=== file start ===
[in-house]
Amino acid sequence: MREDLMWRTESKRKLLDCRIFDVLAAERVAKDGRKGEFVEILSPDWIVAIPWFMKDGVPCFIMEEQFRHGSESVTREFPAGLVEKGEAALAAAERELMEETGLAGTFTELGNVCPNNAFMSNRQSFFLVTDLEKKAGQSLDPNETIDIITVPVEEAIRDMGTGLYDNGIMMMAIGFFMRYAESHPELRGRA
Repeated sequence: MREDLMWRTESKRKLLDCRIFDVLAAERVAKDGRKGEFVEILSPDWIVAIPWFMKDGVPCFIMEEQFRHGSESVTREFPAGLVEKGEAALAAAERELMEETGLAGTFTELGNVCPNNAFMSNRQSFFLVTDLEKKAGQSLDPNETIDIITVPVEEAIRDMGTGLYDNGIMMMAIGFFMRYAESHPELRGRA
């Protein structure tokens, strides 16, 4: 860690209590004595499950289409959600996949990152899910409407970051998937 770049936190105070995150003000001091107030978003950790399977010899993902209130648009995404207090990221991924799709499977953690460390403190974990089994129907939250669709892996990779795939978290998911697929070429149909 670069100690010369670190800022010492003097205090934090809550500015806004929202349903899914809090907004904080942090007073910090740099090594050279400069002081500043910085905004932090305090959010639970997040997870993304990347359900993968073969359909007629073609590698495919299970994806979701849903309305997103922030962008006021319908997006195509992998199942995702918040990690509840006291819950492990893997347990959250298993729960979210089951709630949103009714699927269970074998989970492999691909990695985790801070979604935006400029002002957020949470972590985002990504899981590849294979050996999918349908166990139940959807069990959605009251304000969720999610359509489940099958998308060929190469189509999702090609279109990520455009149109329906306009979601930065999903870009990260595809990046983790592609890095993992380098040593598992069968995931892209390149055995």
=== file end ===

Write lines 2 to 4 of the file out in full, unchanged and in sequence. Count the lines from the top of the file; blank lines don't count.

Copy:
Amino acid sequence: MREDLMWRTESKRKLLDCRIFDVLAAERVAKDGRKGEFVEILSPDWIVAIPWFMKDGVPCFIMEEQFRHGSESVTREFPAGLVEKGEAALAAAERELMEETGLAGTFTELGNVCPNNAFMSNRQSFFLVTDLEKKAGQSLDPNETIDIITVPVEEAIRDMGTGLYDNGIMMMAIGFFMRYAESHPELRGRA
Repeated sequence: MREDLMWRTESKRKLLDCRIFDVLAAERVAKDGRKGEFVEILSPDWIVAIPWFMKDGVPCFIMEEQFRHGSESVTREFPAGLVEKGEAALAAAERELMEETGLAGTFTELGNVCPNNAFMSNRQSFFLVTDLEKKAGQSLDPNETIDIITVPVEEAIRDMGTGLYDNGIMMMAIGFFMRYAESHPELRGRA
């Protein structure tokens, strides 16, 4: 860690209590004595499950289409959600996949990152899910409407970051998937 770049936190105070995150003000001091107030978003950790399977010899993902209130648009995404207090990221991924799709499977953690460390403190974990089994129907939250669709892996990779795939978290998911697929070429149909 670069100690010369670190800022010492003097205090934090809550500015806004929202349903899914809090907004904080942090007073910090740099090594050279400069002081500043910085905004932090305090959010639970997040997870993304990347359900993968073969359909007629073609590698495919299970994806979701849903309305997103922030962008006021319908997006195509992998199942995702918040990690509840006291819950492990893997347990959250298993729960979210089951709630949103009714699927269970074998989970492999691909990695985790801070979604935006400029002002957020949470972590985002990504899981590849294979050996999918349908166990139940959807069990959605009251304000969720999610359509489940099958998308060929190469189509999702090609279109990520455009149109329906306009979601930065999903870009990260595809990046983790592609890095993992380098040593598992069968995931892209390149055995």